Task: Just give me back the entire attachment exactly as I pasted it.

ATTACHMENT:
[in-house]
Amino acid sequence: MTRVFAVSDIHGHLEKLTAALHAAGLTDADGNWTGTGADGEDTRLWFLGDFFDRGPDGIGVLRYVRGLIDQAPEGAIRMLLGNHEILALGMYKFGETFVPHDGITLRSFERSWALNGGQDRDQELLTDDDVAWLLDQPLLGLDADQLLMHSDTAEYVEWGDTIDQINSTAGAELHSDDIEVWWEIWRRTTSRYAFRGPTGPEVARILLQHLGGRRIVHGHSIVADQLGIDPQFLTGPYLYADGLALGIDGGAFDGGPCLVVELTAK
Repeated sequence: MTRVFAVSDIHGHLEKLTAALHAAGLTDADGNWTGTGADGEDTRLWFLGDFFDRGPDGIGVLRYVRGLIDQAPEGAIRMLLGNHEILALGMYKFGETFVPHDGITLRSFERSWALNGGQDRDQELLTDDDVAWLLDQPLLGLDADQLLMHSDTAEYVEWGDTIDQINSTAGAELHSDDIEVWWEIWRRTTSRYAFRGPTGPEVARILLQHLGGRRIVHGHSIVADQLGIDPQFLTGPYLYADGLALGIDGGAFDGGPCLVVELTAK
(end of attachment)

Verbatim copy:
[in-house]
Amino acid sequence: MTRVFAVSDIHGHLEKLTAALHAAGLTDADGNWTGTGADGEDTRLWFLGDFFDRGPDGIGVLRYVRGLIDQAPEGAIRMLLGNHEILALGMYKFGETFVPHDGITLRSFERSWALNGGQDRDQELLTDDDVAWLLDQPLLGLDADQLLMHSDTAEYVEWGDTIDQINSTAGAELHSDDIEVWWEIWRRTTSRYAFRGPTGPEVARILLQHLGGRRIVHGHSIVADQLGIDPQFLTGPYLYADGLALGIDGGAFDGGPCLVVELTAK
Repeated sequence: MTRVFAVSDIHGHLEKLTAALHAAGLTDADGNWTGTGADGEDTRLWFLGDFFDRGPDGIGVLRYVRGLIDQAPEGAIRMLLGNHEILALGMYKFGETFVPHDGITLRSFERSWALNGGQDRDQELLTDDDVAWLLDQPLLGLDADQLLMHSDTAEYVEWGDTIDQINSTAGAELHSDDIEVWWEIWRRTTSRYAFRGPTGPEVARILLQHLGGRRIVHGHSIVADQLGIDPQFLTGPYLYADGLALGIDGGAFDGGPCLVVELTAK